NMHC and NAA submitted comments to the Internal Revenue Service on May 31 on the second round of Opportunity Zone regulations that were released in April. While the regulations are largely favorable, the multifamily industry continues to advocate for several clarifications and changes to the program. These include modifications that would:
- Make it easier to rehabilitate multifamily properties. We continue to ask Treasury and the IRS to deem property vacant for one year as original use property as opposed to the five years proposed in the second round of regulations.
- Enable taxpayers to exit one Opportunity Fund and deposit capital gains into another without losing Opportunity Zone tax benefits.
- Allow taxpayer 180 days following a REIT’s taxable year to invest REIT capital gain dividends into an Opportunity Fund.
- Clarify that investors may exclude capital gains from asset sales by lower-tiered partnerships so long as an investment interest has been held for at least 10 years.
- Enable taxpayer to go beyond the 31-month period to deploy Opportunity Zone capital for reasons beyond a taxpayer’s control (e.g., acts of God, natural disasters, financing delays, and labor disruptions) that are not attributable to delays from government action that already trigger an extension.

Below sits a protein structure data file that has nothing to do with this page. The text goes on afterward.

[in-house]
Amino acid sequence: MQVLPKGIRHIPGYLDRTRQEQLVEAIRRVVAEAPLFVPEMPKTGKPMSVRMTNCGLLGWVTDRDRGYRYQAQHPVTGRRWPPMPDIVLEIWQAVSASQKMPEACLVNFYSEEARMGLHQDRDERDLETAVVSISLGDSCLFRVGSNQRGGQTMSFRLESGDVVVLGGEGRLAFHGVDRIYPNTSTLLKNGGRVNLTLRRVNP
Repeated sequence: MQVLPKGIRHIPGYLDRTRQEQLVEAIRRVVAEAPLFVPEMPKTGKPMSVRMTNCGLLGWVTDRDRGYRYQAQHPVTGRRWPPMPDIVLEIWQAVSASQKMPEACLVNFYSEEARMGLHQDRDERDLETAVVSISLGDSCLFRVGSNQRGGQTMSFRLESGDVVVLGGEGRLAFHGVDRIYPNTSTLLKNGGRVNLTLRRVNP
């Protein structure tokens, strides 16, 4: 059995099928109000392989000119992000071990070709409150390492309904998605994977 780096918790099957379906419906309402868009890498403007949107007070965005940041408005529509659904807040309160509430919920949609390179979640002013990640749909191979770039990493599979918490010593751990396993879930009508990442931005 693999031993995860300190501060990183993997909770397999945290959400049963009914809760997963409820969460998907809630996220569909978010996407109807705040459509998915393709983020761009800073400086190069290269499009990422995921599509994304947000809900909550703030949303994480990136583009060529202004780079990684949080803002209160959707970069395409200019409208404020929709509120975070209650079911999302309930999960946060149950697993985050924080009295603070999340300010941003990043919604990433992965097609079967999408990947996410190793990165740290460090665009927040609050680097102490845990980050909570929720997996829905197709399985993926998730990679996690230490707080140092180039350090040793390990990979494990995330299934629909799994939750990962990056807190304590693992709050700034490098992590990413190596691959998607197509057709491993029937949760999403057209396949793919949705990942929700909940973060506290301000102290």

Notably, the second set of Opportunity Zones regulations addresses many of the issues NMHC and NAA raised in our December letter to IRS, including that:
- Land itself need not be improved to meet the original use requirement.
- Debt-financed returns of capital that do not exceed a taxpayer’s basis in an Opportunity Fund are not treated as a sale of exchange. In other words, taxpayers can engage in cash-out refinances while still preserving Opportunity Zone tax benefits.
- Taxpayers can go beyond the 31-month period to deploy Opportunity Zone capital if a taxpayer is waiting for government action the application for which is completed during the 31-month period.
- Taxpayers have 180 days from the end of a taxpayer’s taxable year to invest so-called 1231 gains into Opportunity Funds
- Real property that straddles an Opportunity Zone is considered Opportunity Zone property if more than half of the cost basis of the property is within the Zone.
Review Treasury’s full guidance here.
In addition to Treasury Department / IRS regulations, HUD has also issued a Request for Information (RFI) asking for comments on how HUD programs can be improved or modified to benefit Opportunity Zones. HUD Secretary Ben Carson issued this RFI as part of his work on the White House Opportunity Revitalization Council, a council set up to explore ways to more effectively use taxpayer dollars within low-income communities. NMHC is preparing a response to this RFI.
Review HUD’s full RFI here.
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